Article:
With much of the attention surrounding the recent cyber security breach at Sony Pictures possibly involving a nation that currently stands as an enemy of the United States, Sony will be adding a greater degree of security to the premiere event for The Interview, the action-comedy starring James Franco and Seth Rogen, that seems to be at the center of the controversy.
In a new report from Deadline, a Sony official has gone on record stating that more stringent security will be present at the upcoming event, which is scheduled to take place tonight at Los Angeles’ famous Ace Hotel theatre. Four off-duty Los Angeles police officers have joined the security team, with other new measures not publicly stated. Interestingly, when asked about what the city itself will be doing for greater security at the premiere, a spokesperson from the LAPD stated that the police department will “not be doing anything,” seemingly indicating that Sony is relying strictly on private security to safeguard the event and its attendees.
This isn’t to say that movie premieres are particularly lax affairs anyway, though. Because of the high-profile personalities that are always involved in events like this, stringent security at a major motion picture’s premiere event is the norm, not the exception. Still, with the recent attack on Sony Pictures and the tenuous link that the incident may have to North Korea, stronger security measures are a perfectly valid precaution to take for an event like this one.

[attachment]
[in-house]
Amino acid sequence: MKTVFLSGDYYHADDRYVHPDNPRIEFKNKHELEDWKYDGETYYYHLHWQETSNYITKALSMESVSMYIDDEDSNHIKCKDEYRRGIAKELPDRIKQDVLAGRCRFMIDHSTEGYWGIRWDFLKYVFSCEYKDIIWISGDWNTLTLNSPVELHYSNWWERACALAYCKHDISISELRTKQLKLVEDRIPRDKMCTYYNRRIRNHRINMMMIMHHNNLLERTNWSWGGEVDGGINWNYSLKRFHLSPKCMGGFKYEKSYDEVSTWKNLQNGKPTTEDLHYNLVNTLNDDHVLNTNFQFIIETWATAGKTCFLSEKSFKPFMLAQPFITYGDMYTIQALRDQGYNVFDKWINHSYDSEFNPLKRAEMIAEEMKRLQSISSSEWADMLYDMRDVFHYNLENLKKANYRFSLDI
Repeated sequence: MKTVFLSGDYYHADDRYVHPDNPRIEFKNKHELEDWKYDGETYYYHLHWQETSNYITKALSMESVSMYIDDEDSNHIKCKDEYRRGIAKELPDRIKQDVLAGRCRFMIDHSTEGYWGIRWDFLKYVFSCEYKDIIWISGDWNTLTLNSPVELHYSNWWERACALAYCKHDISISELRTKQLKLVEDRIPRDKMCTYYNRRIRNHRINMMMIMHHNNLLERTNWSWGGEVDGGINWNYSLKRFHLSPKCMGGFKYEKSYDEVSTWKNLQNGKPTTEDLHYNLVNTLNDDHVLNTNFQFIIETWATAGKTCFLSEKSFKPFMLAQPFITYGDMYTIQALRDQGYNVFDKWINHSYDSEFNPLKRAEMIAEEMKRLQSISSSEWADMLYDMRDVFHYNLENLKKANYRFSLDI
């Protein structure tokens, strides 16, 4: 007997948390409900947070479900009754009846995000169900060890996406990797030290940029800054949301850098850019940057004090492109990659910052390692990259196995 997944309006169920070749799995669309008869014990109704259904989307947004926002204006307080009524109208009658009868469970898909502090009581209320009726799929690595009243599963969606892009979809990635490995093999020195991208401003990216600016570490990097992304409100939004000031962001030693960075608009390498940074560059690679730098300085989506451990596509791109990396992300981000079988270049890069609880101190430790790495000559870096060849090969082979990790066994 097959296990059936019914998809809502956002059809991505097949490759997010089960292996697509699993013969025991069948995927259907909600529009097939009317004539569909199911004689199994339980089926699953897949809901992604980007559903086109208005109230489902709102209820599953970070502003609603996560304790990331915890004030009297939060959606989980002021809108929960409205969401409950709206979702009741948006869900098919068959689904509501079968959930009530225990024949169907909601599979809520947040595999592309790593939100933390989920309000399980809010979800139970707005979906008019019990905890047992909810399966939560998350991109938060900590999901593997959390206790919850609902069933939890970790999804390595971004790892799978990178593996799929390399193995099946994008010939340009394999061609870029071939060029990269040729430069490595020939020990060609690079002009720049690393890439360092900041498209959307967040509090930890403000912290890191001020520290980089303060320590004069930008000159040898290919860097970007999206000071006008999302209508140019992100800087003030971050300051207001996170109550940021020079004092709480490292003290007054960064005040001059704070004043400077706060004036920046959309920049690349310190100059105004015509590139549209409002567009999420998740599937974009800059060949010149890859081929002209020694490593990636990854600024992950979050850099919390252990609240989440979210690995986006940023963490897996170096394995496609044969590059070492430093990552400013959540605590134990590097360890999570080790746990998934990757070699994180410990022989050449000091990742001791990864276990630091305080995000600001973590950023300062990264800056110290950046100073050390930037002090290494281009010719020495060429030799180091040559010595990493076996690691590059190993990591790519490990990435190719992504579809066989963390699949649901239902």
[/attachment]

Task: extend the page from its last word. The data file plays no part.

Although officials in Pyongyang have officially denied their government’s involvement with the cyber attack (while also subsequently praising it), it would be against the best interests of the country, its leadership, and its people if there was some kind of public incident on American soil related to their country. North Korea lives in a highly isolated state in the international community, with extreme sanctions and limited supplies with which to serve its people. Beyond that simple fact, its infrastructure is decades behind the nations of the western world, and bellicose bloviating is one of the things their state-run news service is known to do best. Still, the cyber attack was real, with many people being negatively affected by its impact, and something that creates these kinds of heated feelings in an aggressive party should definitely be taken seriously.
Again, though, its relieving to see that Sony is responding appropriately, and caution is always best. For more on The Interview and the related elements spinning out of its impending release, be sure to keep an eye on GeekNation.
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